Clients are looking towards greener energy sources to drive groundwater abstraction and reticulation schemes in the rural parts of KwaZulu-Natal, according to the KwaZulu-Natal office of consulting engineers and scientists, SRK Consulting SA.
SRK tells Engineering News that appropriate energy technologies such as solar and wind power are becoming more popular as their efficiencies improve and their capital cost gradually becomes more affordable.
“It is imperative to make better use of renewable-energy sources as grid electricity is not available in some parts of rural KwaZulu-Natal, and the cost of grid electricity is rising steadily in any event,” says SRK associate partner and principal scientist Raven Kisten. “For these reasons, SRK is constantly investigating new applications for green energy in this sector.”
He notes that private individuals in KwaZulu-Natal are largely using solar and wind technologies owing to their improving affordability and have been effective to a point where many have isolated themselves from State-owned power entity Eskom’s power grid. Wind pumps have been used extensively in the past and will continue to be used in combination with solar installations, says Kisten.
“Currently, the deciding factor in the selection of solar-driven systems is the slightly higher initial installation cost,” he says. “However, these systems are proving to be more robust and require low maintenance.”
SRK KwaZulu-Natal has extensive experience in the environmental-impact assessment (EIA) for green energy projects, says SRK senior environmental scientist Philippa Burmeister; through this experience, SRK has gained insights into available green energy solutions that could be implemented for groundwater abstraction and reticulation schemes.
She says the shift towards greener energy is part of a global trend, as traditional fossil fuels become more expensive and greener energy technologies less so.
“In South Africa, this shift has been accelerated by concerns regarding energy supply owing to the issues Eskom has experienced,” says Burmeister.
SRK principal environmental scientist Marius van Huyssteen says there has been an upturn in the number of prospective clients emerging in the greener energy and alternative fuels sector, notably independent power producers (IPPs); SRK has already completed a few projects of this type in KwaZulu-Natal.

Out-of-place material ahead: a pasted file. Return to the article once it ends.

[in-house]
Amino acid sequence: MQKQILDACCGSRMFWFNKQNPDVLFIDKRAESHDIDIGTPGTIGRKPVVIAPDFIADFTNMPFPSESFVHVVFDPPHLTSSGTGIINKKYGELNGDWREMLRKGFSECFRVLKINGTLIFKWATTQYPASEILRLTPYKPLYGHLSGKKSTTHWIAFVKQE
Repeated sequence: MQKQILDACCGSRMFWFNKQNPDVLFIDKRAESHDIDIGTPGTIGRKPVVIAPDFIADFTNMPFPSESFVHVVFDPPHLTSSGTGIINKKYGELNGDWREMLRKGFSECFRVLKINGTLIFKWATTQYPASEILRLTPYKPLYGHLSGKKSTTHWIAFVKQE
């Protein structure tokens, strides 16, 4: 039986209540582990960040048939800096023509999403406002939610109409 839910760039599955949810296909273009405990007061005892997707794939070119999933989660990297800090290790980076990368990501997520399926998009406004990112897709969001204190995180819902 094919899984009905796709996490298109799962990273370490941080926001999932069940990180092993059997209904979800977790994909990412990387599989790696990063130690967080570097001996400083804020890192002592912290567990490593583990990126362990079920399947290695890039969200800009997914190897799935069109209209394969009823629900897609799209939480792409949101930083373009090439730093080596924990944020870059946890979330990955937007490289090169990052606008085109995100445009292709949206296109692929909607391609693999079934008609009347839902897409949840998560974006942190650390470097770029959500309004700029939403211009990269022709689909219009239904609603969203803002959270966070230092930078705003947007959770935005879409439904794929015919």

Van Huyssteen says projects served by SRK in the province in the past ten years have included a basic assessment for a furnace gas-to-electricity cogeneration scheme; a clean development mechanism project at calcium carbide producer SA Calcium Carbide, in Newcastle; environmental consulting and advisory services related to an IPP in a peaking power generation project; and an EIA exemption application for a gas turbine at paper producer Mondi’s pulp mill in Richards Bay.
He points out that the new National Environmental Management Act (Nema) now requires energy generation projects above a certain size to conduct an EIA and obtain the necessary authorisation before proceeding.
According to Burmeister, EIAs are triggered by thresholds specified in recent regulations, including the clearing of more than 1 ha of land for installation of solar panel arrays; the generation of over 10 MW of electricity; or the bulk storage of more than 50-million litres of water.
Failure to plan and conduct EIAs could result in significant delays in the implementation of the systems, she warns.
Understanding the New Regulations
Van Huyssteen notes that since the new Nema regulations came into effect in December 2014, it has caused a “flurry of activity”, with many existing and prospective clients unsure of the implications for current and pending environmental applications and project concepts.
“Whenever new legislation or regulations are promulgated, there are transitional arrangements that need to be understood,” he says. “For example, if a client’s application was lodged under the previous regulations, what are the implications under the new regulations?”
He says, while some changes could involve a simple matter of a timeframe or application fee, in other cases, further listed activities become relevant or may fall away completely; this affects how the information is presented, accessed and communicated in an EIA process.
“Therefore, SRK has team members that have championed this drive to understand the changes, many of which are untested with the authorities,” Van Huyssteen says, noting that the company is ably assisting clients in effectively navigating through the amended regulatory processes.